Oooh those lently legumes of lovely. They come in many shapes, colours, and sizes and have been an important feature of cuisines around the globe for 8000 years where they form a nutritious base for curries, soups and stews. Modest and humble, they’ve often been overlooked and underappreciated. However, current research suggests that lentils could play an important role in a healthy, sustainable diet.
Lentils, so what?
Lentils are legumes, sometimes referred to as pulses. Often bought dried and split, they have the advantage over many legumes that they don’t require long soaking or cooking to make them safe and palatable to eat. They can be cooked within 20 minutes or bought tinned without compromising nutritional value. Naturally gluten-free, they are a viable alternative to meat in a varied vegetarian or vegan diet.
All lentils are high in fibre and protein whilst low in fat, but research shows that lentils have much more to offer. They contain useful quantities of B vitamins, minerals including iron, potassium, magnesium and zinc as well as phytochemicals which have an anti-oxidant effect in the body. The combination of nutrients has the potential to help maintain a healthy heart, blood sugar balance, weight management and overall wellbeing.
Fill up with fibre
Many people fail to reach the recommended level of fibre in the diet. Insoluble fibre can help to relieve symptoms of constipation and can prevent digestive conditions such as Irritable Bowel Syndrome and Diverticulitis. Lentils also contain soluble fibres which have been found in studies to help manage blood glucose whilst creating feelings of fullness which are valuable for those seeking to lose weight. Low glycaemic index foods such as lentils can improve fasting glucose and insulin levels to help in the management of Type 2 diabetes and the prebiotic carbohydrates in lentils can also support gut health.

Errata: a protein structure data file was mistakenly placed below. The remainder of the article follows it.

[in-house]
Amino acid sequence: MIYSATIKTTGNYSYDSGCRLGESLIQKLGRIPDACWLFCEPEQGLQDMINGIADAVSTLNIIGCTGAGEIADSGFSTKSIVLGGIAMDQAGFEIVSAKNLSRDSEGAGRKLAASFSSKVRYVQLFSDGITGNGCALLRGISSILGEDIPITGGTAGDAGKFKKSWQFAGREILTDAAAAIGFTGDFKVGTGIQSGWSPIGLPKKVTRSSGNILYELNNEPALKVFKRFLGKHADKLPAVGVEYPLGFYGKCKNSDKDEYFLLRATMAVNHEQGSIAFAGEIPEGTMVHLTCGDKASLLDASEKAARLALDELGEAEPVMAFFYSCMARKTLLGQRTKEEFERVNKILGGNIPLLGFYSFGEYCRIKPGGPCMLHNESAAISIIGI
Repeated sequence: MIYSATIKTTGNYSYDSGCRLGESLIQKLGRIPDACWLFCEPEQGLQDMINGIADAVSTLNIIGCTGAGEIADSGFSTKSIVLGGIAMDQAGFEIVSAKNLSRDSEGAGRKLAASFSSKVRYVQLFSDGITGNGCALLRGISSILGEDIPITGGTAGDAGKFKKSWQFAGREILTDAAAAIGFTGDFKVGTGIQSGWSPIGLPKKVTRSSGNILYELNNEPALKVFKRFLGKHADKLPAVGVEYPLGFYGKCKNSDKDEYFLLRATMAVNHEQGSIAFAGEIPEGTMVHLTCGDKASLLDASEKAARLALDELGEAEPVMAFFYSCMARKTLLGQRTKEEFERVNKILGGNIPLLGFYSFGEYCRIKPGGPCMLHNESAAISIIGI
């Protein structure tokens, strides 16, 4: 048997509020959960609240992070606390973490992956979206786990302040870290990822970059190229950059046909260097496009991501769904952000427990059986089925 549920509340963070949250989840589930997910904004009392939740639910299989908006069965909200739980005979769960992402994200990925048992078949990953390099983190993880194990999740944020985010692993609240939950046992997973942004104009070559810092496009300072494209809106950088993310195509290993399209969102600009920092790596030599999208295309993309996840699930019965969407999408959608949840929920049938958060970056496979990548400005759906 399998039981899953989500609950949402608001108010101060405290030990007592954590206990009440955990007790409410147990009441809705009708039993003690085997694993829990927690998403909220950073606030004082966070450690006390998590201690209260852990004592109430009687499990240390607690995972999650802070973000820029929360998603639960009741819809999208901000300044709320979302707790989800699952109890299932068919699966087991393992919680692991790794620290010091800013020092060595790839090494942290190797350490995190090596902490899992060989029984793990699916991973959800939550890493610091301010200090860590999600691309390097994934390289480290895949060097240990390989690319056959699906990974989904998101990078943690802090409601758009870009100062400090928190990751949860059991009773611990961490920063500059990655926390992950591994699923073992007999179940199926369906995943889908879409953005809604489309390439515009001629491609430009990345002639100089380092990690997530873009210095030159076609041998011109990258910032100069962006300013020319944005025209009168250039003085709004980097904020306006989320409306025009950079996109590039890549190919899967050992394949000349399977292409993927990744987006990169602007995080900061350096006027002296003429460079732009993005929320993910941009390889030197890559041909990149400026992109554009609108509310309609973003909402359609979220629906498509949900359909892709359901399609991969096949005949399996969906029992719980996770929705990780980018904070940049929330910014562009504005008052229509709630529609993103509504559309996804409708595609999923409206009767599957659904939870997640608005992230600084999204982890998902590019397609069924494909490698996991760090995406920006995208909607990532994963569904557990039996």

Whole lentils have been shown in research to help maintain healthy cholesterol levels, which can be explained by the combined action of protein, resistant starch and micro-nutrients. Several large-scale studies have shown that increased fibre intake in men and women can help in the management of blood pressure and heart health. Lentils are a particularly good source of folate (Vitamin B9) which is essential for pregnant women and their developing babies and helps to manage the damaging effects of homocysteine in arteries.
Get great energy
Lentils are an excellent source of vitamins and minerals, particularly iron which is a key factor in energy production and metabolism. Pregnant or menstruating women, children and adolescents may have increased energy needs. Lentils are a great option for this, as they’re lower in fat and calories and much cheaper than red meat sources.
Lentils are filling, nutritious, quick, cheap and easy to prepare. Whether it’s vegetarian dishes that you’re preparing, or want to add them with meats, this nutritious food is sure to liven up your dishes.